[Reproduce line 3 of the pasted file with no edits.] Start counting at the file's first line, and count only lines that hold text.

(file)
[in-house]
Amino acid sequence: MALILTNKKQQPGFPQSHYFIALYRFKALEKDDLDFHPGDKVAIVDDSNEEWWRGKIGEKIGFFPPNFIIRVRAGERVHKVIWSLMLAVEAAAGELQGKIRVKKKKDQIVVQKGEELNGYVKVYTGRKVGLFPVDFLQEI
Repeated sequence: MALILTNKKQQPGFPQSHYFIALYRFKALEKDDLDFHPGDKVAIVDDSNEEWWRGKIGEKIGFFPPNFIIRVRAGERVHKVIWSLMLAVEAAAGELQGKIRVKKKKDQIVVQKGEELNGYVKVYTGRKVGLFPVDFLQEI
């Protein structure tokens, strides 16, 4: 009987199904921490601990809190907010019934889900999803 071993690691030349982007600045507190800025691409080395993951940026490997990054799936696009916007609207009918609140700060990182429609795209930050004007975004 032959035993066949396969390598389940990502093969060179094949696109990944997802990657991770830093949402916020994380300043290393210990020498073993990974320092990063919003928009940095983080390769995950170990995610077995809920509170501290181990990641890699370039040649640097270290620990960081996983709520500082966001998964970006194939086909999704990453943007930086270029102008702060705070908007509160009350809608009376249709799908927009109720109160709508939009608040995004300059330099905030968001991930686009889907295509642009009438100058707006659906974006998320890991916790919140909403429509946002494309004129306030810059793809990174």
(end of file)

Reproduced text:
Repeated sequence: MALILTNKKQQPGFPQSHYFIALYRFKALEKDDLDFHPGDKVAIVDDSNEEWWRGKIGEKIGFFPPNFIIRVRAGERVHKVIWSLMLAVEAAAGELQGKIRVKKKKDQIVVQKGEELNGYVKVYTGRKVGLFPVDFLQEI